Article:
I can give you an idea of what you're looking at, but the car I pulled the tranny on was a manual so it won't be exactly the same. Unfortunately, to pull the tranny you will have to pull the motor first. You will also have to disconnect the steering knuckles from both sides to get the drive axels out. It's a big job but do-able. I found it was easiest to start from the top of the motor and work down when disconnecting the wiring. I bought a Haynes manual and used it as a guide. They run about $20-25 and for a job like this are well worth it. I STRONGLY suggest you do the same. The best advice I can give you is to mark and record everything you disconnect. I wrote the location I took connectors off on masking tape and put it on their ends as well as keeping a written log as I went.
Before starting on the motor make sure you relieve the fuel pressure. Pull the fuel pump relay (In fuse box) then start the car and wait for it to stall. Open the gas cap as well. When you disconnect the fuel line from the rail, cover it with a rag in case there is a little pressure left. It will most likely leak out a small amount of fuel so be careful.
ALL the fluids will need drained, oil, antifreeze and tranny fluid. Otherwise it will make a huge mess when you start taking it out.
I pulled the air intake tubes, air cleaner assembly, battery and battery tray next. (One of the tray bolts came in through the inner fender well.) That gives you a lot more room to work with.
The book says pull the belt then the A/C, alternator, starter and power steering pump have to come off also. (I don't have p/s.) The A/C compressor and P/S pump will get taken off the engine, but DON'T disconnect the hoses. I didn't take the starter off, but on a M/T everything comes out as one unit. I believe the A/T can be taken out separately so you'll probably want to take the starter off.
Once those were out I pulled the radiator. The cooling fan assembly will have to come off first. Mine only had one electrical connector and two screws. If you have A/C, the condenser may be attached to the radiator. Mine only had one bolt but the book said there should be two. Be careful not to damage the radiator or condenser.
Here's where you're on your own. The sensors, etc. Are different for different years. I started at the front of the engine and worked counter-clockwise around itto unhook everything. Go slowly and make sure you disconnect every wire and hose going from the chassis to the motor. Make sure you get under it. I had several sensors on the back of the engine over the starter I could only see from underneath. (Be extremely careful working under any car if you have it up off the ground.)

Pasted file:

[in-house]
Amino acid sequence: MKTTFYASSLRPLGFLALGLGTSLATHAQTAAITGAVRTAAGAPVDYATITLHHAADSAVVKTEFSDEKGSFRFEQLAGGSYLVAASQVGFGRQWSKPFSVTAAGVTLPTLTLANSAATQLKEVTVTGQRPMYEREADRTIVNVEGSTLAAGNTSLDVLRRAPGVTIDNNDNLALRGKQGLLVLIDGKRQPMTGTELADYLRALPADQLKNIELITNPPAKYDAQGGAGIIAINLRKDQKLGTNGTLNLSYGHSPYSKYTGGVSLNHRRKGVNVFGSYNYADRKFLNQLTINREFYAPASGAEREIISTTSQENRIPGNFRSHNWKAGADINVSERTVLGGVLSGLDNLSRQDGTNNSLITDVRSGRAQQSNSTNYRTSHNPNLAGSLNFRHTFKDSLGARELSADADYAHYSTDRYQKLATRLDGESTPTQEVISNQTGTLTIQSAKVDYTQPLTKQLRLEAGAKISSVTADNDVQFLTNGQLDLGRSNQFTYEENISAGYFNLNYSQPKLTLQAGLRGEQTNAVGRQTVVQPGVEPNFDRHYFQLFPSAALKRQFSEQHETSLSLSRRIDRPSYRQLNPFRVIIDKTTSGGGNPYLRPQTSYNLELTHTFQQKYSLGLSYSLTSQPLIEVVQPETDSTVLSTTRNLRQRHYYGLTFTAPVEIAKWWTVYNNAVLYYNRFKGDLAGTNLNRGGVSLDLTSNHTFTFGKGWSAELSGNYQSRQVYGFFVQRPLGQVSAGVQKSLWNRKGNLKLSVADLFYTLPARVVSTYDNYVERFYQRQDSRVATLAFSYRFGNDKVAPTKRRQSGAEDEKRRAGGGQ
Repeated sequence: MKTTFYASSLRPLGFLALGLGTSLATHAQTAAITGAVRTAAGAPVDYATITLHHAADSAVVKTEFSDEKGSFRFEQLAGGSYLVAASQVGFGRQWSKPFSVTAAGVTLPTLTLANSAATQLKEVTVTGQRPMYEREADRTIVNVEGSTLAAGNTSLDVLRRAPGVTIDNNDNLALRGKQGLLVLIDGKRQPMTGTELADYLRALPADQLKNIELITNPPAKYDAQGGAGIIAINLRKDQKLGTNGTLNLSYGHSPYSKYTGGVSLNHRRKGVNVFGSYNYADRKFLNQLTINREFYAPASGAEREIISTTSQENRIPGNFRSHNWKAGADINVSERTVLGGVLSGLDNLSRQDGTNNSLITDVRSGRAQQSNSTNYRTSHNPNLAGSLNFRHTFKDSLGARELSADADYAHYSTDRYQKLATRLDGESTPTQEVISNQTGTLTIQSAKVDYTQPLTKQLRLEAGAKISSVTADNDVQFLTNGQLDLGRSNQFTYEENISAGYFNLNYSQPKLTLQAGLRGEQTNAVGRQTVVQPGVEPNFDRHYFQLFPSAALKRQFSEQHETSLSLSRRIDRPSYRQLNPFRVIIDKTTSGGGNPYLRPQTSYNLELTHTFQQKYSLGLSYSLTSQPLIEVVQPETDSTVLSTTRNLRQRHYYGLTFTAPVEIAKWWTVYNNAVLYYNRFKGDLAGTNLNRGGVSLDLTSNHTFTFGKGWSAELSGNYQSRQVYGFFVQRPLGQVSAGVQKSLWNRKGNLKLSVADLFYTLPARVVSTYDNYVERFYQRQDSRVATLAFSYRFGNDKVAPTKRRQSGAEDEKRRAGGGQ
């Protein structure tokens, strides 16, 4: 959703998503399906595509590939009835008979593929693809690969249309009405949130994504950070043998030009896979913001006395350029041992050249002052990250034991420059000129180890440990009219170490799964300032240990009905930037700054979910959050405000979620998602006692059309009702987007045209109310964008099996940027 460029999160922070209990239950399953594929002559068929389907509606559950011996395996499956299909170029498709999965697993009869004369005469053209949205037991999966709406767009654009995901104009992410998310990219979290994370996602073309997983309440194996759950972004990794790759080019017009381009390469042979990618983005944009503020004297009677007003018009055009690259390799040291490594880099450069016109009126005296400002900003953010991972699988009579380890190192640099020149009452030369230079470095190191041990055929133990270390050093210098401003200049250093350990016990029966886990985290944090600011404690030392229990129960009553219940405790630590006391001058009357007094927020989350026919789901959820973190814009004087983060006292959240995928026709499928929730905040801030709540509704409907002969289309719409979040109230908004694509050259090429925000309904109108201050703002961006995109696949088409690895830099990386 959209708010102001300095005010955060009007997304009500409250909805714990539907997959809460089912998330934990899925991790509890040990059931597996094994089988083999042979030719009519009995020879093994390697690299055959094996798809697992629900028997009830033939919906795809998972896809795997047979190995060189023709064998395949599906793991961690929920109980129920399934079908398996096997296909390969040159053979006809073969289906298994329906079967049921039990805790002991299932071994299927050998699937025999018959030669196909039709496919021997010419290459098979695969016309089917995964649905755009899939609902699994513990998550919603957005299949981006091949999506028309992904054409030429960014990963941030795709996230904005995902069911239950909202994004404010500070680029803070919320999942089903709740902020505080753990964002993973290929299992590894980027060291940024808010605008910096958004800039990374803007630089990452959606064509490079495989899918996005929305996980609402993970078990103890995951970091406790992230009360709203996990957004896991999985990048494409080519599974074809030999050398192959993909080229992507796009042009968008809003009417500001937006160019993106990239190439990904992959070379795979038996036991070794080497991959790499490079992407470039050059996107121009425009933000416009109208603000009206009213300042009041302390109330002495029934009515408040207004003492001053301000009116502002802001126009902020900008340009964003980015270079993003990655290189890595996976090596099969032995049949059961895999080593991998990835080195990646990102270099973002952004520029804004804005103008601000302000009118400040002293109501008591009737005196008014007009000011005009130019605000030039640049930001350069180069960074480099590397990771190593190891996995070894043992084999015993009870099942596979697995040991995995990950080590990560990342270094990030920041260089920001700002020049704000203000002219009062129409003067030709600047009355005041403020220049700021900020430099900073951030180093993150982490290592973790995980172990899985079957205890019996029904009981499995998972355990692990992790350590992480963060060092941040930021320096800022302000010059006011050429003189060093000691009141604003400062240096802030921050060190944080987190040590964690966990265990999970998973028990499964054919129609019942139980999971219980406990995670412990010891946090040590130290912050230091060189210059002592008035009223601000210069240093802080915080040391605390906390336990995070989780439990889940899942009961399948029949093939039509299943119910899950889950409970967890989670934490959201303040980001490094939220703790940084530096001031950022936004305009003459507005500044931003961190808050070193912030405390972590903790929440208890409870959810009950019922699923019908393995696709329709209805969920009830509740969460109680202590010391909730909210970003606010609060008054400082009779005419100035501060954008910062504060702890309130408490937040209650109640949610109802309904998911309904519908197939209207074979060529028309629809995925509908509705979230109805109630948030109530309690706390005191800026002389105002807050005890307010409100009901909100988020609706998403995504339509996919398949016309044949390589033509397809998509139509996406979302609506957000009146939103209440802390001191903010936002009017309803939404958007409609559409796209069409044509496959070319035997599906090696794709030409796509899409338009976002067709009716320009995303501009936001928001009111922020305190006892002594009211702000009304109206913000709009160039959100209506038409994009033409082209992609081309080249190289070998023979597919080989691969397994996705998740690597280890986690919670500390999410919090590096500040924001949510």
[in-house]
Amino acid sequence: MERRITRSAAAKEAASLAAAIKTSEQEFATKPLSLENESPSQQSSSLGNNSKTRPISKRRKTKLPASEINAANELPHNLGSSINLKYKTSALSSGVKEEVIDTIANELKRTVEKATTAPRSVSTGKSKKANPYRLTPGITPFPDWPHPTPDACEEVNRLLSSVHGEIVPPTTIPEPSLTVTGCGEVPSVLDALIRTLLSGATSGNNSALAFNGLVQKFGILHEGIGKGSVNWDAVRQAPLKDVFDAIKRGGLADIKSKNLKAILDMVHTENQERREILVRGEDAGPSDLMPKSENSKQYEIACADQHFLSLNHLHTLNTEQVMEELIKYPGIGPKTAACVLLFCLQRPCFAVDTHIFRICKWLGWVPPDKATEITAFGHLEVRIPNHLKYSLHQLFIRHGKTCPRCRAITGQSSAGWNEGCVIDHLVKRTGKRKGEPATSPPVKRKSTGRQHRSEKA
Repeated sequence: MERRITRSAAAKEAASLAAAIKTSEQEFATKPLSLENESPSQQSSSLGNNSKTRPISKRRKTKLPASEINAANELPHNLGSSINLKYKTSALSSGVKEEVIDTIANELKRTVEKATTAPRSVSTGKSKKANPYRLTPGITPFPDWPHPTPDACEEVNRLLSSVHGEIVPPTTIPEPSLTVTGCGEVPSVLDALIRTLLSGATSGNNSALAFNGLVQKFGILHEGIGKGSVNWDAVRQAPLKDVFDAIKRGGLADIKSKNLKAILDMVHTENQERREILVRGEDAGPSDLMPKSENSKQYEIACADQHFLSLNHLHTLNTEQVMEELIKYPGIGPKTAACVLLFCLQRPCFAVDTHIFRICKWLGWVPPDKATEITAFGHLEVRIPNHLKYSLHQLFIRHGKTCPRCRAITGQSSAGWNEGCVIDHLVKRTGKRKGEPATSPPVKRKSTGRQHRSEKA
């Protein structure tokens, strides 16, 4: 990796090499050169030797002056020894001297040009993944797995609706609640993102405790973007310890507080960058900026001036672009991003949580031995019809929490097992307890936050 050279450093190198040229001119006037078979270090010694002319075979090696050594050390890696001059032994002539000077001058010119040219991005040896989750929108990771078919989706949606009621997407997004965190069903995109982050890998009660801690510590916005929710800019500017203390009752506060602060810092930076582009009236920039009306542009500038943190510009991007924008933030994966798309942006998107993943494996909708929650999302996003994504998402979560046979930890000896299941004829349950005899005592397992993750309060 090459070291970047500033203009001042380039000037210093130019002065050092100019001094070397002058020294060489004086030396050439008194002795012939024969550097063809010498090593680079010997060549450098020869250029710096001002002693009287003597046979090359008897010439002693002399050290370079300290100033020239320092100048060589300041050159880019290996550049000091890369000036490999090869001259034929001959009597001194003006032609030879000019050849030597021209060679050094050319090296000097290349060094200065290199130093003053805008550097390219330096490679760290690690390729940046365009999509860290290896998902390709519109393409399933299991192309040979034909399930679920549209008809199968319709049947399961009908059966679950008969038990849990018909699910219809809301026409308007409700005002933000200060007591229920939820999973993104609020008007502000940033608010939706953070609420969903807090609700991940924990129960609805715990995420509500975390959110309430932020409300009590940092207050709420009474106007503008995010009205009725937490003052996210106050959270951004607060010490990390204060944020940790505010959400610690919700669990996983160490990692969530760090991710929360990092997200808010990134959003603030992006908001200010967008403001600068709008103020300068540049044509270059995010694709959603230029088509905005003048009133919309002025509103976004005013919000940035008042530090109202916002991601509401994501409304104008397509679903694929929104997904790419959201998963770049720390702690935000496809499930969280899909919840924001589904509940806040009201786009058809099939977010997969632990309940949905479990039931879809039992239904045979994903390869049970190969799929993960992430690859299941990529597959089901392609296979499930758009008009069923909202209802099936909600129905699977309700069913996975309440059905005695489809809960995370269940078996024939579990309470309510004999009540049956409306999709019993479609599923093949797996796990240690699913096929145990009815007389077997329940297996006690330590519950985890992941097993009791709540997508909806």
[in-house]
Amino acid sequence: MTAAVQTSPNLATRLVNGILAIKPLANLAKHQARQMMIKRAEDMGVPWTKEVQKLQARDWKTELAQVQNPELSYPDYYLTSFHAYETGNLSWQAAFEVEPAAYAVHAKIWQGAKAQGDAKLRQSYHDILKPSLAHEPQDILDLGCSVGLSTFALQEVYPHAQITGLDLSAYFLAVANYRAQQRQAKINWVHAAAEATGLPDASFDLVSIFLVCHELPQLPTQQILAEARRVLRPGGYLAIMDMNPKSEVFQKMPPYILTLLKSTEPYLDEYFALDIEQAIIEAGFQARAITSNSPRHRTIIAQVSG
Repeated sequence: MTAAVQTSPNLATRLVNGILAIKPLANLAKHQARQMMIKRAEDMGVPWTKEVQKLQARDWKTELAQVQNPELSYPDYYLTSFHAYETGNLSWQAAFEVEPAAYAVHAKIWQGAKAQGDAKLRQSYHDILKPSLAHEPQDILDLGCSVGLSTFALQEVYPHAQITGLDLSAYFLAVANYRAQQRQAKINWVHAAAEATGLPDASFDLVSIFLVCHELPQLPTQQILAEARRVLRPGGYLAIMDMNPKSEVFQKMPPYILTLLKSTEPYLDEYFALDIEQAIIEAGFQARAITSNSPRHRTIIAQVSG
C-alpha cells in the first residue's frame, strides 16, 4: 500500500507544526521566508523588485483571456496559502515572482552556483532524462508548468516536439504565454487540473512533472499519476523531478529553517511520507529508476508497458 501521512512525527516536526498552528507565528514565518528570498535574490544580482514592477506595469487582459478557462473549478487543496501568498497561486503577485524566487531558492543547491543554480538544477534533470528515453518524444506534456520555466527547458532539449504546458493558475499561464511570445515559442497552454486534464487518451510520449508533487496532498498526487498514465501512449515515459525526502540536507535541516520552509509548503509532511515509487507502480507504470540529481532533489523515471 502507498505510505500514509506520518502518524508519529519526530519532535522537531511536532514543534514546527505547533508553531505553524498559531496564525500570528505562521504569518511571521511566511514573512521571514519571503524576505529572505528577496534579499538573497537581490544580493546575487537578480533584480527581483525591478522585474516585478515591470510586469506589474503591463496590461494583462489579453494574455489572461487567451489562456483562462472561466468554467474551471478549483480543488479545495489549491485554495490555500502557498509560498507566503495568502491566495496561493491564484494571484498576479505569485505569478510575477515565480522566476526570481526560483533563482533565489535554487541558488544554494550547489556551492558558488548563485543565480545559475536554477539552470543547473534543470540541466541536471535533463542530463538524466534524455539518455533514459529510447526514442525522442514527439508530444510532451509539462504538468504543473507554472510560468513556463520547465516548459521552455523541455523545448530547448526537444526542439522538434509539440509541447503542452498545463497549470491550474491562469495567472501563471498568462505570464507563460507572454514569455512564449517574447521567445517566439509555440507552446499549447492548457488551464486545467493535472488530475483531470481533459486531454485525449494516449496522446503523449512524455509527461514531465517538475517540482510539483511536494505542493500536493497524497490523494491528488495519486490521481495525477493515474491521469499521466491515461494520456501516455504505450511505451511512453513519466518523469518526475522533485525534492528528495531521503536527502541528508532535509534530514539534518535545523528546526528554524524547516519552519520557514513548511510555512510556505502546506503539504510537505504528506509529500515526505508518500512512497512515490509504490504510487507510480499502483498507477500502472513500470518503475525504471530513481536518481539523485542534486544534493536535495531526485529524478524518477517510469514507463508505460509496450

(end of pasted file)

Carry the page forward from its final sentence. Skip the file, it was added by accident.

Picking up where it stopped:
Once that was done my next job was to pull the drive axles. I used an impact wrench to pull the axle nuts. (They are the large center nut you see when you take off the hubcaps.) You also have to pull the ball joints. After taking the nut off the ball joint, give the side of the knuckle a couple good raps with a hammer (I used a 3lb. Sledge) to loosen it. DO NOT hit the ball joint. One side came out easily for me, the other I had to use a ball joint fork to get out. Be careful not to tear the rubber boots on the joints when you take them out. While they are out, check if they are tight. If the stem of the joint is hard to move it's still good. If not you should replace them while they are off. I had one bad one. The right axle goes into the intermediate shaft, I put a pry bar between them to get them apart. The left side goes directly into the tranny. I did the same on that side but be ready for the tranny fluid to come pouring out if you didn't already drain it. (Yes I had a garage floor full of tranny fluid because I forgot to.) Be carefull when pulling the left axle out that you don't damage the seal around it. The intermediate shaft had 4 bolts holding it's bracket to the back of the motor. Like I said, I took the motor and tranny out together so I didn;t have to take that off. If you're taking them apart you will need to. Be careful of the seal on that side too.
The book said to separate the exhaust manifold from the header pipe. I don't have torches so I didn't even try to do it. I pulled the exhaust manifold off the head. The were also two bolts holding the pipe to the bottom of the motor. It will be much easier to get the motor out if you can do it the way the book says. The manifold was a pain trying to maneuver around the motor and I bent the O2 connector.
For mine, the next part was hooking up the hoist before removing the mounts. I had 4 mounts. One on the top of the tranny and one on the bottom. One on the top pass side of the motor and one under the crank pulley.
Yours will probably be different, like I mentioned, the book said you could unbolt the A/T and pull the motor out by itself. This part I'm guessing on so get a second opinion. You may just need to unbolt the torque converter and push it back off the engine to separate them. Then undo the tranny to motor bolts and pull them apart.
I know this isn't exactly step-by-step but I hope it helps. The install is exactly reverse of the removal. The only thing you need to be sure to do is when you put the axles and intermediate shaft back in make sure they get seated fully. Otherwise you will have tranny fluid pouring out. (Again I found out the hard way.) The book said to tap the axle with a hammer. I wasn't willing to do that because I was afrain I'd mess them up so I slid them in hard once the splines were lined up.
I can't emphasize too much how having the manual to refer to helped and marking every hose, wire and connector made life easy when I put it back in.
Sunday, November 23rd, 2008 AT 5:33 AM